When a stock pays a dividend, investors calculate that dividend as a percentage of the stock's share price. This is the dividend yield. For example, a stock that pays an annual dividend of 25 cents and has a share price of $25 has a 1-percent dividend. While it seems intuitive that all investors want the highest dividends possible, many are attracted to companies that pay low dividends.
Investors prefer that small companies and start-ups keep their dividends low. The reason for this is that their low dividends are easier to pay. This allows a company to keep some of its profit to reinvest in growth rather than paying it out to shareholders. This conservative approach to dividends indicates sound decision making on the part of management.
As a company increases its profits, it can increase the percentage it pays in dividends. A growing dividend is a sign of health in a company, and dividend investors search for companies that have a history of increasing dividends. Investing in low-dividend stocks is a long-term strategy calculated to reward investors who have a knack for picking companies that can increase their pay-outs to investors in the long run.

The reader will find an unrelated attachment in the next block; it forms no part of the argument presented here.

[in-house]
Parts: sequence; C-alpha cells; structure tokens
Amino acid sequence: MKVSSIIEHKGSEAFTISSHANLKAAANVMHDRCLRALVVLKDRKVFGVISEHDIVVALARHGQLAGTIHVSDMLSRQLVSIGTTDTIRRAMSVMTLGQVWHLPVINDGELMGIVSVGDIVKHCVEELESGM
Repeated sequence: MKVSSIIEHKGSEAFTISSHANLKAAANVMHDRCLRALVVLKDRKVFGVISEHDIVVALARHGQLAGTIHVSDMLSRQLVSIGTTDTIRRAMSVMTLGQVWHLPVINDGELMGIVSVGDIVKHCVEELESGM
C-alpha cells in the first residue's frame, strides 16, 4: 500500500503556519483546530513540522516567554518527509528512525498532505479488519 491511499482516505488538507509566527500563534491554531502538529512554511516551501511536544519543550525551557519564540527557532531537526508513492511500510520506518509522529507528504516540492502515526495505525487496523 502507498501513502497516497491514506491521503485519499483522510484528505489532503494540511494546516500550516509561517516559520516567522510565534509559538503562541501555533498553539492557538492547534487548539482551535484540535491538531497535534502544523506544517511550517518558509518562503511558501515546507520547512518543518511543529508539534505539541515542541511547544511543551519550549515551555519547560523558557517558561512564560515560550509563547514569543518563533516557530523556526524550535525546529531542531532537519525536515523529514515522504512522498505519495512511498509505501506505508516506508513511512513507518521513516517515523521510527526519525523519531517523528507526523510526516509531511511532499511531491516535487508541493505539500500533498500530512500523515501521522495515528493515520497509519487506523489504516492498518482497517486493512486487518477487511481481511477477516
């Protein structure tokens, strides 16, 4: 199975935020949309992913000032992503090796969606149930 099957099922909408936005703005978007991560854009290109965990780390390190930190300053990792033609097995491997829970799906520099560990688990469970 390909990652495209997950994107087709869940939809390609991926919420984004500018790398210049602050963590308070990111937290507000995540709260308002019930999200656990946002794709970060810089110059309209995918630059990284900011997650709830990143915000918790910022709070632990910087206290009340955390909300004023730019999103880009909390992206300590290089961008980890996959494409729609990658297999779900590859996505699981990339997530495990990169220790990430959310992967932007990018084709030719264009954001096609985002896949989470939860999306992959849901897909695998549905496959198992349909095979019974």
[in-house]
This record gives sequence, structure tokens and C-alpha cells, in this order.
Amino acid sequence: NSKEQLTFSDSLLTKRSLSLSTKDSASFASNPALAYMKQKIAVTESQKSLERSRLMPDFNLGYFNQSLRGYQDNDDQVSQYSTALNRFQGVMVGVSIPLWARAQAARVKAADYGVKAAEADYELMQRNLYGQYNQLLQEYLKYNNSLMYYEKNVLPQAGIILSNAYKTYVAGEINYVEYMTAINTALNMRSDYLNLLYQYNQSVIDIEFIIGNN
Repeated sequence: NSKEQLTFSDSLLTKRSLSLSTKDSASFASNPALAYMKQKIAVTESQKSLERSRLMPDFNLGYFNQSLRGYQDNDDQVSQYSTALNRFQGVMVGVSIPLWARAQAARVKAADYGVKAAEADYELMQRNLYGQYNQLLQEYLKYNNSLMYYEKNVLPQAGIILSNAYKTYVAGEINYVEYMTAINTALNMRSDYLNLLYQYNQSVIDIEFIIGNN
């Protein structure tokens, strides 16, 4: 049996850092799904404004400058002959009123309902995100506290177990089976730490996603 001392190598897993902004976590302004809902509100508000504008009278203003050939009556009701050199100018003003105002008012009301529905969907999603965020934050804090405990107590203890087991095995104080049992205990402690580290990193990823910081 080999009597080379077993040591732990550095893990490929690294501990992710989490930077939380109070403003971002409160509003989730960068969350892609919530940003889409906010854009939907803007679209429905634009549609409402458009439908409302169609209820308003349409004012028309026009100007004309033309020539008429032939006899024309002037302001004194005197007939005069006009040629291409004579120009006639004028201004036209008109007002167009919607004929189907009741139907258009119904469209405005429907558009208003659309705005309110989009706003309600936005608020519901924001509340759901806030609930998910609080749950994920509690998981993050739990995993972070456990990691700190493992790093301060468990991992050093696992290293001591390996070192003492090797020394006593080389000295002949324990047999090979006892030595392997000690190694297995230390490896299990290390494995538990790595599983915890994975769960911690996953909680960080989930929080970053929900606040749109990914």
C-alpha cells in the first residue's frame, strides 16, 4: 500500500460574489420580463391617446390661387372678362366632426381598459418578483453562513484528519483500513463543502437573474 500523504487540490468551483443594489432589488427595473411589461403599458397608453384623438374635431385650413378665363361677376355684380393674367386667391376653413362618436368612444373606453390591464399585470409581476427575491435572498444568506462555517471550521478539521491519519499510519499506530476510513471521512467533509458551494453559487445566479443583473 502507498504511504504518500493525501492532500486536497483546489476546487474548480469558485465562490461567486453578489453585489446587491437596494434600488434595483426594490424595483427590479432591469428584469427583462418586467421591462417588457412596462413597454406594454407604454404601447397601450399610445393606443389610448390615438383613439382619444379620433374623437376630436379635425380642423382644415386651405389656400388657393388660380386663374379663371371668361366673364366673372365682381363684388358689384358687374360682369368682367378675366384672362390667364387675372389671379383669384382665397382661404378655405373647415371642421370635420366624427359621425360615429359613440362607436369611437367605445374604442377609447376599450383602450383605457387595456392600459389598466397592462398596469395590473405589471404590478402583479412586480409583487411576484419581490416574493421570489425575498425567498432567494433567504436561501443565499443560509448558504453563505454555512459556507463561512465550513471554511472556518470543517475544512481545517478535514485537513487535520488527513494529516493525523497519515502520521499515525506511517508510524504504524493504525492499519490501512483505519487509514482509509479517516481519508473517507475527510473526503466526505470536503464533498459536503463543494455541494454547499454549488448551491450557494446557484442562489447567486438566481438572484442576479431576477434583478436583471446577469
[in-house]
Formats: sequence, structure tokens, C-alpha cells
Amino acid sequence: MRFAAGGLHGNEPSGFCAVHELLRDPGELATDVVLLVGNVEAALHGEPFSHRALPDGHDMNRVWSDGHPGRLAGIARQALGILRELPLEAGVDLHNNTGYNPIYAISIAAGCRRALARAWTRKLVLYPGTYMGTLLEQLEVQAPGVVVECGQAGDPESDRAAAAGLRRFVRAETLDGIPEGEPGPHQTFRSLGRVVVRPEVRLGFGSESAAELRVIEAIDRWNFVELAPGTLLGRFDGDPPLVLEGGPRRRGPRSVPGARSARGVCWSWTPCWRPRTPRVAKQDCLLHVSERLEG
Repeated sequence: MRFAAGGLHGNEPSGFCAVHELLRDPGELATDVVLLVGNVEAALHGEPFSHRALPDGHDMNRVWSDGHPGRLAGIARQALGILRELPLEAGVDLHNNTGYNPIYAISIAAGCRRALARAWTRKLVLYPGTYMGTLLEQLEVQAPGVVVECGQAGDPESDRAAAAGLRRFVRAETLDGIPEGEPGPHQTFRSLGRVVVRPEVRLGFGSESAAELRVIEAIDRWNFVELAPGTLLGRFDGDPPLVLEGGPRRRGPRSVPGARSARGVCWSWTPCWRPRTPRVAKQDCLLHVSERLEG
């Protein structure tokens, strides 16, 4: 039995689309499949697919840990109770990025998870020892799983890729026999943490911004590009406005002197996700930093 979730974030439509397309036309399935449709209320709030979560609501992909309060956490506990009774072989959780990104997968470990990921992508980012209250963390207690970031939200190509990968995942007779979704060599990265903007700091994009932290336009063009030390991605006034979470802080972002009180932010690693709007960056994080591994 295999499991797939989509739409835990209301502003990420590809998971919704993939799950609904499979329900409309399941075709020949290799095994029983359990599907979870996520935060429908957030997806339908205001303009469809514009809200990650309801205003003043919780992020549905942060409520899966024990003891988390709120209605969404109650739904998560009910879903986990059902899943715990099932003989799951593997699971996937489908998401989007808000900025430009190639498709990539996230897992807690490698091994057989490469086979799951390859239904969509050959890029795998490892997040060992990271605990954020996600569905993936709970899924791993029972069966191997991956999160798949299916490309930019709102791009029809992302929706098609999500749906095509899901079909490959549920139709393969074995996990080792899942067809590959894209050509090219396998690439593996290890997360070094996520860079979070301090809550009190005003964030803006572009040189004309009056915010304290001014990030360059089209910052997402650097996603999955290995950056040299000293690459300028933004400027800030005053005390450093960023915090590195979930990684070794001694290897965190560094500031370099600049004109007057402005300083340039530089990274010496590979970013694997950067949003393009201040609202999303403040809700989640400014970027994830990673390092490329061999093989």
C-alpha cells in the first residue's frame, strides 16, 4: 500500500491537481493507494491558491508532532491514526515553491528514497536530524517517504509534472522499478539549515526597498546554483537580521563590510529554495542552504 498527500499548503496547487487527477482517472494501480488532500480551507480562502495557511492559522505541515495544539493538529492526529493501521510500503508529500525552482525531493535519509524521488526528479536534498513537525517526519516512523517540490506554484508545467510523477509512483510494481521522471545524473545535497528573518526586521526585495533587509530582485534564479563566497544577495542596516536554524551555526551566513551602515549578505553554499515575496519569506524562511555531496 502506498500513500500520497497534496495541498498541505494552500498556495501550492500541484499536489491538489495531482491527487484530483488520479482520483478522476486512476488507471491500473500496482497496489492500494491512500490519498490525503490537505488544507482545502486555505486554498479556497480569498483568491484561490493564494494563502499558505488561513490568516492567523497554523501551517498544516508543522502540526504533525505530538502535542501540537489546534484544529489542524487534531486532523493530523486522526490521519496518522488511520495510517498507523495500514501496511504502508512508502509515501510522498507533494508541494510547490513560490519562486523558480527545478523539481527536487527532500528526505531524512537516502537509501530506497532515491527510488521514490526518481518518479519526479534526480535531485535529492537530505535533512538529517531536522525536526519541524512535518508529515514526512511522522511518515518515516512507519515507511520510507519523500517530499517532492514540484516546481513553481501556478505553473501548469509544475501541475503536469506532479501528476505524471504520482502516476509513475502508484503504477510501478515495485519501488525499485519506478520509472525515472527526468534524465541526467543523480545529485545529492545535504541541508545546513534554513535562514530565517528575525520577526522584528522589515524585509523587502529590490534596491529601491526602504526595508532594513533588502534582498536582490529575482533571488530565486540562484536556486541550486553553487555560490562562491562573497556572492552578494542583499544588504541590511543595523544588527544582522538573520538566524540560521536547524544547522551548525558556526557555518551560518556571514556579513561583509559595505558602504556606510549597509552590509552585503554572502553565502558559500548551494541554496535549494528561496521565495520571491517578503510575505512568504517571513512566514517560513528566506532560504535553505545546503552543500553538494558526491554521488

Since low dividends allow a company to reinvest and grow profits, the share price can rise. Investors will be willing to pay more for the stock as they see the company increasing in value. This gives a low-dividend investor two sources of revenue: dividend payouts and increased stock prices. This kind of stock is often called a dividend growth stock.
The reason behind a company paying a low dividend is important. If the current yield is low because the company has had to cut its dividend due to declining sales or profits, then a low dividend is a sign of poor company health. Current low yields should always be evaluated in the context of previous yields. If dividends are dropping, the company may be in trouble.
You can use online stock screeners such as the ones at Yahoo Finance and Google Finance to search for stocks with low dividend yields. The average dividend yield for stocks historically has been around 4 percent. You can find information about a company's profit growth and cash flow by clicking on the company symbol in the list and reading the financial report.
Kevin Johnston writes for Ameriprise Financial, the Rutgers University MBA Program and Evan Carmichael. He has written about business, marketing, finance, sales and investing for publications such as "The New York Daily News," "Business Age" and "Nation's Business." He is an instructional designer with credits for companies such as ADP, Standard and Poor's and Bank of America.